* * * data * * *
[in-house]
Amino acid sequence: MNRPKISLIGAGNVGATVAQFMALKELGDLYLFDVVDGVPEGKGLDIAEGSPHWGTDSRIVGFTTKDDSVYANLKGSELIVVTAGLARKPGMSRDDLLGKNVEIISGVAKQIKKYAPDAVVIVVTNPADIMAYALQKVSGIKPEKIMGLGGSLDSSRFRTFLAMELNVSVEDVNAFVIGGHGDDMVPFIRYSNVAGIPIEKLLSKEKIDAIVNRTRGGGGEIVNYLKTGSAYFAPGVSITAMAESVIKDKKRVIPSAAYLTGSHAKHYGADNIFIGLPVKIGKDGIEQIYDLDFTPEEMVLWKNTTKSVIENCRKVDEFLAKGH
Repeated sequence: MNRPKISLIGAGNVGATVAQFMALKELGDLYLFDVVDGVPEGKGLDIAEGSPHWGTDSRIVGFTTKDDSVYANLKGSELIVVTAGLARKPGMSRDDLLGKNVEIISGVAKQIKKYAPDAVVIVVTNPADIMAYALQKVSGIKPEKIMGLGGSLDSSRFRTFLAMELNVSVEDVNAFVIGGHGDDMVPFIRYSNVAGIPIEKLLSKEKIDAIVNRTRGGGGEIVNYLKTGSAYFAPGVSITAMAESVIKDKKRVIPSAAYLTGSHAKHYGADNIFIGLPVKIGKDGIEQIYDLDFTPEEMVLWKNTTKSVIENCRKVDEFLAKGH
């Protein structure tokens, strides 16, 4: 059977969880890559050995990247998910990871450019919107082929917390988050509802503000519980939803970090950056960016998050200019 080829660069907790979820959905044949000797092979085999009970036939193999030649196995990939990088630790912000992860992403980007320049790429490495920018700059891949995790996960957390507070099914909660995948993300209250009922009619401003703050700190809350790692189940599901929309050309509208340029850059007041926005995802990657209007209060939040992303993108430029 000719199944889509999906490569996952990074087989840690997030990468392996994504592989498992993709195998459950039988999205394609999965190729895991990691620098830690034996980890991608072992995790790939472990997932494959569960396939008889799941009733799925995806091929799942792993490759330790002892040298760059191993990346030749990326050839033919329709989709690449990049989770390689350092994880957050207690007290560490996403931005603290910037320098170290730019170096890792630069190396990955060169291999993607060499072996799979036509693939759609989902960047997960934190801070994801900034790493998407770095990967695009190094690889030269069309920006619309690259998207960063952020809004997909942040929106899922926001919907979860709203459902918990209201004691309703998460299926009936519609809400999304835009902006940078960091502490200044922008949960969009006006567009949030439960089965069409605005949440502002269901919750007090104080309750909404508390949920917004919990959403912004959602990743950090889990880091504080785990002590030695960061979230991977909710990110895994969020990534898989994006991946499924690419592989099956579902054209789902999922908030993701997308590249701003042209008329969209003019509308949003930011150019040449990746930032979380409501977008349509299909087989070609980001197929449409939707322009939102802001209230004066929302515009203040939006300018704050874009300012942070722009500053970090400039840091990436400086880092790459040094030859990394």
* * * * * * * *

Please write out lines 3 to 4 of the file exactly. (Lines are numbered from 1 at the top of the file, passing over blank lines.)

Repeated sequence: MNRPKISLIGAGNVGATVAQFMALKELGDLYLFDVVDGVPEGKGLDIAEGSPHWGTDSRIVGFTTKDDSVYANLKGSELIVVTAGLARKPGMSRDDLLGKNVEIISGVAKQIKKYAPDAVVIVVTNPADIMAYALQKVSGIKPEKIMGLGGSLDSSRFRTFLAMELNVSVEDVNAFVIGGHGDDMVPFIRYSNVAGIPIEKLLSKEKIDAIVNRTRGGGGEIVNYLKTGSAYFAPGVSITAMAESVIKDKKRVIPSAAYLTGSHAKHYGADNIFIGLPVKIGKDGIEQIYDLDFTPEEMVLWKNTTKSVIENCRKVDEFLAKGH
């Protein structure tokens, strides 16, 4: 059977969880890559050995990247998910990871450019919107082929917390988050509802503000519980939803970090950056960016998050200019 080829660069907790979820959905044949000797092979085999009970036939193999030649196995990939990088630790912000992860992403980007320049790429490495920018700059891949995790996960957390507070099914909660995948993300209250009922009619401003703050700190809350790692189940599901929309050309509208340029850059007041926005995802990657209007209060939040992303993108430029 000719199944889509999906490569996952990074087989840690997030990468392996994504592989498992993709195998459950039988999205394609999965190729895991990691620098830690034996980890991608072992995790790939472990997932494959569960396939008889799941009733799925995806091929799942792993490759330790002892040298760059191993990346030749990326050839033919329709989709690449990049989770390689350092994880957050207690007290560490996403931005603290910037320098170290730019170096890792630069190396990955060169291999993607060499072996799979036509693939759609989902960047997960934190801070994801900034790493998407770095990967695009190094690889030269069309920006619309690259998207960063952020809004997909942040929106899922926001919907979860709203459902918990209201004691309703998460299926009936519609809400999304835009902006940078960091502490200044922008949960969009006006567009949030439960089965069409605005949440502002269901919750007090104080309750909404508390949920917004919990959403912004959602990743950090889990880091504080785990002590030695960061979230991977909710990110895994969020990534898989994006991946499924690419592989099956579902054209789902999922908030993701997308590249701003042209008329969209003019509308949003930011150019040449990746930032979380409501977008349509299909087989070609980001197929449409939707322009939102802001209230004066929302515009203040939006300018704050874009300012942070722009500053970090400039840091990436400086880092790459040094030859990394």